I finally received a link to the “We Are Hungry” video that I could view. In case you haven’t seen it, here it is:
I love this video not just because it’s funny, but also because ridicule can be an effective political tool. The overlords don’t like it when the common people start laughing at them. You can get angry, you can protest in the street, you can call your representatives and complain, etc., but those actions don’t knock the overlords from their mental pedestals. Being publicly ridiculed is another matter. When people are laughing at you, they are above you. There’s a reason we refer to ridicule as “looking down” on someone.
Back in the 1990s, the Equal Employment Opportunity Commission decided the Hooters restaurant chain was being unfair to men by hiring only young, pretty women as waitresses. Never mind that Hooters employed plenty of men as cooks, dishwashers, managers, etc. … nope, by gosh, if a restaurant whose entire marketing strategy was built around pretty waitresses in skimpy outfits refused to hire men to wait tables, something bad was going on and the overlords needed to fix it. So the EEOC demanded that Hooters change the very concept that had made it a successful chain and pony up millions of dollars in back pay to men the restaurants never hired.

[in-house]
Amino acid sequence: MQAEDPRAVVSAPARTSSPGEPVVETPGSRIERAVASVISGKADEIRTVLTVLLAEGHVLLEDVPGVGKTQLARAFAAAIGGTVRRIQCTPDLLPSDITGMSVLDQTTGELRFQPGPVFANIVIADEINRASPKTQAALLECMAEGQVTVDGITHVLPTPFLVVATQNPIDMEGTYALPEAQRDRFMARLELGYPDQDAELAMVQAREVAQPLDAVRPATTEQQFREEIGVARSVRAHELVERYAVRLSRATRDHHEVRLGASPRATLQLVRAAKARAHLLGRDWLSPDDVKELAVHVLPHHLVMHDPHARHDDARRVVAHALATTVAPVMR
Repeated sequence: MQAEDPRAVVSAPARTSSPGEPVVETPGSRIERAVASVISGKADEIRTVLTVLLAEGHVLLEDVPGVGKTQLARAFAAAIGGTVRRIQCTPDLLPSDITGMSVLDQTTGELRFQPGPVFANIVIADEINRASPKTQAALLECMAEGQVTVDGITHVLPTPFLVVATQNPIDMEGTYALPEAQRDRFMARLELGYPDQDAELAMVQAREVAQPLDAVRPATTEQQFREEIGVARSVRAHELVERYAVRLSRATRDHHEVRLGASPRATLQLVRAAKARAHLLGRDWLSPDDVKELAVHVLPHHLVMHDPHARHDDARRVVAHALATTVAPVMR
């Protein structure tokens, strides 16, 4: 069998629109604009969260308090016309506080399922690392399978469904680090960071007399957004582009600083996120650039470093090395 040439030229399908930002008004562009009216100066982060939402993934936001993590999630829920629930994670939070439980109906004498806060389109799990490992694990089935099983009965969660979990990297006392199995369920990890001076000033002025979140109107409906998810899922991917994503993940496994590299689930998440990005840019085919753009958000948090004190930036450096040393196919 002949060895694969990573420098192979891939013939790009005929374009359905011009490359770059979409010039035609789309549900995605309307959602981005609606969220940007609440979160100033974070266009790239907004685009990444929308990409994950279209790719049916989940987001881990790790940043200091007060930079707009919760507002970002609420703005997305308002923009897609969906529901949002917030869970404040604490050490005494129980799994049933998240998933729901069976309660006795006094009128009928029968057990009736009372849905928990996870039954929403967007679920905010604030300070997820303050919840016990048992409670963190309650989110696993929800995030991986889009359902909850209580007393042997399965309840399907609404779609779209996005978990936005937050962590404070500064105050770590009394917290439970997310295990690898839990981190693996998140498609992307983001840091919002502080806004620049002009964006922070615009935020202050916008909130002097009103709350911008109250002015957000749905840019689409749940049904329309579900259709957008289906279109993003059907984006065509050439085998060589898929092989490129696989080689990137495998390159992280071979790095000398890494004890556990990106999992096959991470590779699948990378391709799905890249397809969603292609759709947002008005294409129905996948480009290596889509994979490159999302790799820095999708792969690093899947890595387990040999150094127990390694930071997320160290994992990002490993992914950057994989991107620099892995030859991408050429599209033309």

Hooters could have fought back with high-priced attorneys (which they probably did), but they also understood and employed the power of ridicule. They placed ads like the one you see below in newspapers and on billboards.
One full-page ad placed in newspapers featured the same guy you see in the billboard. The text simply read: What’s wrong with this picture? Your government.
The EEOC dropped the case and (laughably) accused Hooters of intimidation. Sure, we all know how easy it is to intimidate a federal agency. The “intimidation” was the company’s successful strategy of encouraging ordinary citizens to laugh at their government overlords.
Let’s hope the USDA feels equally intimidated soon.